Today, also at my father’s suggestion, I read Michael Marmot’s The Status Syndrome: How Social Standing Affects Our Health and Longevity, and realized that, in order to have truly meaningful impact, health care policy changes should be accompanied by changes in social policies.
Marmot is one of the most prominent of an international group of scholars and researchers who investigative and write about the social determinants of health outcomes.
What they find may surprise you.
In The Status Syndrome, Marmot marshals a host of different studies from around the globe, literary references from everyone from Leo Tolstoy to William Shakespeare to Saul Bellow, a few well-placed jokes, and his 30 years of research experience to show that one’s social standing does indeed have very real consequences for our health and life span.
The book contains entertaining nuggets, like the point that Oscar-winning actors on average live four years longer than their nominated, but non-victorious, peers.
His bigger point, though, is that there are a number of factors that are not directly to health care policy and that occur in societies where basic needs are generally met that have large influence on how long and how well people live.
One of the studies he conducted was the Whitehall Study in which he followed the health trajectories and experiences of English civil servants, most of whom had quite similar jobs and all of whom had access to public health care.
The workers’ health improved in direct proportion to their rank. The highest ranked workers had the best health outcomes, followed by the next group, and so on down the line.
This may seem logical enough, and Marmot breaks down the different components of the syndrome, showing that the amount of money one own earns relative to others, control over one’s life, and connection on individual and society wide levels all have significant and quantifiable consequences for people’s health.
Societies like Japan that have relatively high levels of social cohesion, meaning that people’s actions are characterized by consideration for, and trust of others, and that have lower levels of income inequality tend to have much better health outcomes on average than societies like the United States, which has a higher GDP, but greater levels of inequity and lower level of societal integration.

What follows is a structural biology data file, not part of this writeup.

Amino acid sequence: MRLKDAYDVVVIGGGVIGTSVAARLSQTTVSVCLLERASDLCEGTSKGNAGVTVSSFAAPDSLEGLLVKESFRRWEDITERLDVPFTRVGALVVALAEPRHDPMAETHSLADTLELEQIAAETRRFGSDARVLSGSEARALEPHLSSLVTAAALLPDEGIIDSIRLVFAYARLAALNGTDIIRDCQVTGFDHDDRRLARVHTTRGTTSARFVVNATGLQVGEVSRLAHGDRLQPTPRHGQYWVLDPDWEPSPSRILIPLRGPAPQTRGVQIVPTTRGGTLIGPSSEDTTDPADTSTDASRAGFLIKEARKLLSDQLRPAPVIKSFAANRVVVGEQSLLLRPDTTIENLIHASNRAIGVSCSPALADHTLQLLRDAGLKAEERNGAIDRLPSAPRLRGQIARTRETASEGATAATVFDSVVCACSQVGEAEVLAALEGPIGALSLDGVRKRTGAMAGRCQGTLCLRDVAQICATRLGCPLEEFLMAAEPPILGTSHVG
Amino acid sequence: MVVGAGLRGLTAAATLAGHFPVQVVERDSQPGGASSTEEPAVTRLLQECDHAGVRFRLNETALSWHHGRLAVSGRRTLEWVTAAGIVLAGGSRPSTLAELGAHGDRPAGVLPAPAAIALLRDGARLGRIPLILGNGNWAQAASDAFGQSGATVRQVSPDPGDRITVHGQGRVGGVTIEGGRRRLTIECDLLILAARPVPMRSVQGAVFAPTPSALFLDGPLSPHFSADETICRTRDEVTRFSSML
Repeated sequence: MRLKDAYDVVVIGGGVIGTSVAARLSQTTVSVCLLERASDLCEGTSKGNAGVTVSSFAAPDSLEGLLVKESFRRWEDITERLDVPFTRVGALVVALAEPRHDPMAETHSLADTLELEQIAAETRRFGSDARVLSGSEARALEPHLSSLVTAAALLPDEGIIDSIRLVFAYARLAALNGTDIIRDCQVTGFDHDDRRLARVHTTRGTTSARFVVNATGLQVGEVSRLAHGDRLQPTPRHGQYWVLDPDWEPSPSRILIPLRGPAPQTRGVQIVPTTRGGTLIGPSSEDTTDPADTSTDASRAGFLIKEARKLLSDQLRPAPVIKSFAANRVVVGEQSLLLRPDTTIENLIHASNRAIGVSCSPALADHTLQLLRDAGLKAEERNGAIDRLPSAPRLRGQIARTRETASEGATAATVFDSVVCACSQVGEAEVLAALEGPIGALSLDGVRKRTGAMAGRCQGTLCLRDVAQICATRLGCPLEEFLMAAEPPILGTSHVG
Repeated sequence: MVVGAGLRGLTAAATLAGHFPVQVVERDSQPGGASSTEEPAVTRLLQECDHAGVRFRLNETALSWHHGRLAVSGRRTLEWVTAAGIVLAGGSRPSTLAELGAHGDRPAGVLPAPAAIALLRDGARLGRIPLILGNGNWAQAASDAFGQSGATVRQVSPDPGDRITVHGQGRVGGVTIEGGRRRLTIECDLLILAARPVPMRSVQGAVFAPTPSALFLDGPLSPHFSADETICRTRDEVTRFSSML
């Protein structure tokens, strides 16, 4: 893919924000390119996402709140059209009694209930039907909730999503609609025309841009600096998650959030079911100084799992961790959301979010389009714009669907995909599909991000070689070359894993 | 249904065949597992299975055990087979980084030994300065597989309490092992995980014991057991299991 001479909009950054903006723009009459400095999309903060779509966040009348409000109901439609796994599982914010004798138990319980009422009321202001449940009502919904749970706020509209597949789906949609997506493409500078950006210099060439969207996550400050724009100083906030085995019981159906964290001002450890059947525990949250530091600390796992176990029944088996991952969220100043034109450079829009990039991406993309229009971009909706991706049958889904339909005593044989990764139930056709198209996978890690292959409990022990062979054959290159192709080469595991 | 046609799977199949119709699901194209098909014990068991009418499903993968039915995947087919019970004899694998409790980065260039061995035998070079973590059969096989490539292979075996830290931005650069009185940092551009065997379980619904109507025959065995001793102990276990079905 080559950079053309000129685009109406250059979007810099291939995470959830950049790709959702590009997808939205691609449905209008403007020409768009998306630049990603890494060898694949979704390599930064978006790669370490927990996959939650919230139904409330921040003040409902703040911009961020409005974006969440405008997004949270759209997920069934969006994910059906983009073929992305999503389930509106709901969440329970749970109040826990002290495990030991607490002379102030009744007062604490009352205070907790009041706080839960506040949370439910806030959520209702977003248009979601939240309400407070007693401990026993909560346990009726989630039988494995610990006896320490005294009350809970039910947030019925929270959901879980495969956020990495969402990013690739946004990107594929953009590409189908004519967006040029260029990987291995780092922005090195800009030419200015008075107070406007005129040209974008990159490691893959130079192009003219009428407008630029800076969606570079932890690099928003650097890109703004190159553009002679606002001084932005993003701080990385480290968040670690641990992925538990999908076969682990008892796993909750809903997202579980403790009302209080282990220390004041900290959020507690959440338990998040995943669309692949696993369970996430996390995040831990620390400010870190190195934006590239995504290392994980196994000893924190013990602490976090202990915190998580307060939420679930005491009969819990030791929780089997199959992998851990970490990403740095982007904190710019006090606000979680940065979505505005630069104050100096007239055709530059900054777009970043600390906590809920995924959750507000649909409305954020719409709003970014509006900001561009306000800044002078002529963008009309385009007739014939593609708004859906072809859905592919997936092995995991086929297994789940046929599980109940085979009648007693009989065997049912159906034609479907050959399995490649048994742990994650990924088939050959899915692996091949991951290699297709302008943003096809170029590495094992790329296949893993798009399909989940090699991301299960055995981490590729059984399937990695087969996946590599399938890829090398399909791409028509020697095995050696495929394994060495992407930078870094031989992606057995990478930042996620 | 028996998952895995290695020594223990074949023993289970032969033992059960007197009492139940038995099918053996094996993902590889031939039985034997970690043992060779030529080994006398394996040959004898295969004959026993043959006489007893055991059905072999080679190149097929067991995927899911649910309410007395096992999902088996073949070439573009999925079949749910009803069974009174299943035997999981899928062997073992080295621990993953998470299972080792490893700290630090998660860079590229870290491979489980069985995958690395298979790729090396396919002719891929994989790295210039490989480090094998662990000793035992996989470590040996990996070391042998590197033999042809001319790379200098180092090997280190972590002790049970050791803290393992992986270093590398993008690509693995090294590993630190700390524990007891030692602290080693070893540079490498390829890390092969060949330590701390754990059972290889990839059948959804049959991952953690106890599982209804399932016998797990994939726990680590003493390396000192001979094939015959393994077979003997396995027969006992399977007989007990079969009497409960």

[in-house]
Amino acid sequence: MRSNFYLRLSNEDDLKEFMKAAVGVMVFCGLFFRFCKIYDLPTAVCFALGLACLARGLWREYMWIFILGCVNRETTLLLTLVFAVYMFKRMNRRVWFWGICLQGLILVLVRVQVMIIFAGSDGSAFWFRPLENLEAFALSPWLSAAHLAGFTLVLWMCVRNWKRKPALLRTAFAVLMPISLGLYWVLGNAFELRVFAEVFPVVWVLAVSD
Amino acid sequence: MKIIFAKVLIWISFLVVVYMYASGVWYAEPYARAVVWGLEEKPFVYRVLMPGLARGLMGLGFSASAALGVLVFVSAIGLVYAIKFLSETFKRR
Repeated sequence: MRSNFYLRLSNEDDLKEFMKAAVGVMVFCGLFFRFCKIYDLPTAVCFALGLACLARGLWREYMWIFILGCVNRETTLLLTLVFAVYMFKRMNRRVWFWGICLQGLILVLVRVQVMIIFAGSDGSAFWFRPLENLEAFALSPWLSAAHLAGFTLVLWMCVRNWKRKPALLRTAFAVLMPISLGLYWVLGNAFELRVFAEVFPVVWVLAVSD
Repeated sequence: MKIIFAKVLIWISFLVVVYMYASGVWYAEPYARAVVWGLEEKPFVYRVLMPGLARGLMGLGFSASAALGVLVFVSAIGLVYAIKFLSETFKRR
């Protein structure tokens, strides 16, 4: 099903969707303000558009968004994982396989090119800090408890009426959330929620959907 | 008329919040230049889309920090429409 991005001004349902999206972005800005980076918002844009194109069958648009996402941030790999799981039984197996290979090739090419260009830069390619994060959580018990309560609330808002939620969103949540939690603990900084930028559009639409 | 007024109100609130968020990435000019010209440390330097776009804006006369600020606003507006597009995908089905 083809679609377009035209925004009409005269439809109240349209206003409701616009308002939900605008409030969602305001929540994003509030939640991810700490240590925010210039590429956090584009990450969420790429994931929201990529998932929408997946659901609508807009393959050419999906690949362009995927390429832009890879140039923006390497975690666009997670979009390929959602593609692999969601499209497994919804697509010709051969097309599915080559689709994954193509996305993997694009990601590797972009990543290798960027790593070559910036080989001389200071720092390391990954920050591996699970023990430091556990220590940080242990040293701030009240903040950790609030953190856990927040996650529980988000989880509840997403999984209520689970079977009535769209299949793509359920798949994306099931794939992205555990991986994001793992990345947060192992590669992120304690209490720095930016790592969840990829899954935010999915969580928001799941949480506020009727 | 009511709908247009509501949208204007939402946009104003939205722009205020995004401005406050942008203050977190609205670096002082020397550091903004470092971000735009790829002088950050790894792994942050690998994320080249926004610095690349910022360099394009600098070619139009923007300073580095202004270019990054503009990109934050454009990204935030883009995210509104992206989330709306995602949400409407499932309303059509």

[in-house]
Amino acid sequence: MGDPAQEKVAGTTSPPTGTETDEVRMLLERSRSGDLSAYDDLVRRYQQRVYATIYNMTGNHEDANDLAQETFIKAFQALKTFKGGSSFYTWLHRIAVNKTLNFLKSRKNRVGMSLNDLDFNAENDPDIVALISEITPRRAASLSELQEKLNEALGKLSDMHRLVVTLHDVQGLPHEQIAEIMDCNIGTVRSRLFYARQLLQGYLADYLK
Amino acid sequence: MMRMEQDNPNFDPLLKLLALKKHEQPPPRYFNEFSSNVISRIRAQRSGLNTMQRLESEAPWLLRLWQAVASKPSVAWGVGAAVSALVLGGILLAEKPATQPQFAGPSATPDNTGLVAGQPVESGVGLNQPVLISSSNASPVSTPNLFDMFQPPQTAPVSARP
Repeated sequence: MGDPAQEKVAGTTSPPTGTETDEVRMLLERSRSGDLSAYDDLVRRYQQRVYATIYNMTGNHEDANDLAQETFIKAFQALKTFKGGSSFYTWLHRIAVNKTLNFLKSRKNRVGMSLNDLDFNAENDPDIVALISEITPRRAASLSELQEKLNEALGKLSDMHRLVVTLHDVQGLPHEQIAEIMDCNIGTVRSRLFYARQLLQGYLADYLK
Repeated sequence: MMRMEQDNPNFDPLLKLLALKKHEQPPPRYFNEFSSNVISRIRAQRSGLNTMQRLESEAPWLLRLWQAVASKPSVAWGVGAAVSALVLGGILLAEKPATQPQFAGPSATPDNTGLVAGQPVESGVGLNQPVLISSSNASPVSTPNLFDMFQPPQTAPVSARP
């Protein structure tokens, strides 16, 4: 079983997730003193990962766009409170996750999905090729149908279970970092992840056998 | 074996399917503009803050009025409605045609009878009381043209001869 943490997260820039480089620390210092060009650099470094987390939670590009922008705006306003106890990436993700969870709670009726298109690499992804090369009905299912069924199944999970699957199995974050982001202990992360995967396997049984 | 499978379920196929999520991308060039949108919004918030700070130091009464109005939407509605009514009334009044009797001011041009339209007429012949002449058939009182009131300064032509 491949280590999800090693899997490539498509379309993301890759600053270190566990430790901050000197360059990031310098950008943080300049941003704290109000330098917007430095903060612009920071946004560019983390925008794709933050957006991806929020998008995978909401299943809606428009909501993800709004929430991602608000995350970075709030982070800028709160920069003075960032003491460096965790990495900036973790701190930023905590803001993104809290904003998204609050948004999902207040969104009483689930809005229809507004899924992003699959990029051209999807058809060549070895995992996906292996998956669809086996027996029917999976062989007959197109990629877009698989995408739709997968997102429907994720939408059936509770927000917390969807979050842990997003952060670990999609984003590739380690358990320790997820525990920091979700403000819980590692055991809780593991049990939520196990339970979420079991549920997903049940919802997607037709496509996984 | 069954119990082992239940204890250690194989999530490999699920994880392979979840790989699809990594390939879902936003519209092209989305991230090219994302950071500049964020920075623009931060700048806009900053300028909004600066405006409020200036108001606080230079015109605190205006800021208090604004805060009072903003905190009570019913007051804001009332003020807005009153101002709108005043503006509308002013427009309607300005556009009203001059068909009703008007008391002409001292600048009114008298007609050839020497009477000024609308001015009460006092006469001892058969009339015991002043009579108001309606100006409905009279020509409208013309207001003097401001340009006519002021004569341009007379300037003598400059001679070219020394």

A summation of decades of work, the Status Syndrome effectively blends research findings, literary and cultural allusion-Puccini gets a nod to open a chapter, for example-with a perspective that is at once moral, practical and self-interested. While Marmot explores the idea in the book’s final sentence that full equality may never arrive, he urges societies to take specific actions to make the world more equal.
“Why not make things better?” he asks. “It’s in all our best interests.”
Marmot includes as an appendix a list of recommendations he and other members of the Independent Inquiry into Inequalities in Health developed to try to make those changes possible.
Unsurprisingly, of the 39 recommendations, only three are directly about health care policy. The other 36 focus on changing the social conditions that create those health care policies.
Marmot emphasizes that the book does not cover individuals experiences, but rather takes a nationwide vantage point, with the exception of a short section about two men who were born during the waning days of the Austro-Hungarian empire, but one lived most of his life in Austria while the other was in Hungary.
The national perspective is a valuable one. I hope that President Obama and the others looking to enact comprehensive health care reform consider the implications of Marmot’s work not to stop from going forward with the changes they seek, but rather to have those reforms be part of a larger restructuring of our nation’s priorities and policies.